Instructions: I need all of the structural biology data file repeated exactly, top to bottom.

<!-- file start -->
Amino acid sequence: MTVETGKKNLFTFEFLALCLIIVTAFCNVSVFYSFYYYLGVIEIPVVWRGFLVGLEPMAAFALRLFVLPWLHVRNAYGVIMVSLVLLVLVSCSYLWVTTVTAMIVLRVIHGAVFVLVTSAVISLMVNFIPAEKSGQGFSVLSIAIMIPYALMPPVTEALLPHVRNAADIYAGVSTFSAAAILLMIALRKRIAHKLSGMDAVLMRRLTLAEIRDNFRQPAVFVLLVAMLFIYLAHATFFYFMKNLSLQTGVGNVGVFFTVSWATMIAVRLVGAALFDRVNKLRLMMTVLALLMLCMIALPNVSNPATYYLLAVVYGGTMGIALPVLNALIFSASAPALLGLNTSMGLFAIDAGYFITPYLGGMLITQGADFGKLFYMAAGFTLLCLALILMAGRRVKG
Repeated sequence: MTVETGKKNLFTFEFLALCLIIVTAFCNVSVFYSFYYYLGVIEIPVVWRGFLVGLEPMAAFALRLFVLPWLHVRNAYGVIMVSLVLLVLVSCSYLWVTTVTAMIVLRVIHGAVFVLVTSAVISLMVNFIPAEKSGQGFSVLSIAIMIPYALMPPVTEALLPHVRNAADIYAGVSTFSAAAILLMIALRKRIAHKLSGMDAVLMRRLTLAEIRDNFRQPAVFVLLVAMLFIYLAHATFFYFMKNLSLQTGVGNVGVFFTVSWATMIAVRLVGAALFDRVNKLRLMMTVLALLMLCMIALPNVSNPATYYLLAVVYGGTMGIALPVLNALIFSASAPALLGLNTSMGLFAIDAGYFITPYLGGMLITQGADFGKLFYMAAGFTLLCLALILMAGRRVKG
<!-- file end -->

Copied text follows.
Amino acid sequence: MTVETGKKNLFTFEFLALCLIIVTAFCNVSVFYSFYYYLGVIEIPVVWRGFLVGLEPMAAFALRLFVLPWLHVRNAYGVIMVSLVLLVLVSCSYLWVTTVTAMIVLRVIHGAVFVLVTSAVISLMVNFIPAEKSGQGFSVLSIAIMIPYALMPPVTEALLPHVRNAADIYAGVSTFSAAAILLMIALRKRIAHKLSGMDAVLMRRLTLAEIRDNFRQPAVFVLLVAMLFIYLAHATFFYFMKNLSLQTGVGNVGVFFTVSWATMIAVRLVGAALFDRVNKLRLMMTVLALLMLCMIALPNVSNPATYYLLAVVYGGTMGIALPVLNALIFSASAPALLGLNTSMGLFAIDAGYFITPYLGGMLITQGADFGKLFYMAAGFTLLCLALILMAGRRVKG
Repeated sequence: MTVETGKKNLFTFEFLALCLIIVTAFCNVSVFYSFYYYLGVIEIPVVWRGFLVGLEPMAAFALRLFVLPWLHVRNAYGVIMVSLVLLVLVSCSYLWVTTVTAMIVLRVIHGAVFVLVTSAVISLMVNFIPAEKSGQGFSVLSIAIMIPYALMPPVTEALLPHVRNAADIYAGVSTFSAAAILLMIALRKRIAHKLSGMDAVLMRRLTLAEIRDNFRQPAVFVLLVAMLFIYLAHATFFYFMKNLSLQTGVGNVGVFFTVSWATMIAVRLVGAALFDRVNKLRLMMTVLALLMLCMIALPNVSNPATYYLLAVVYGGTMGIALPVLNALIFSASAPALLGLNTSMGLFAIDAGYFITPYLGGMLITQGADFGKLFYMAAGFTLLCLALILMAGRRVKG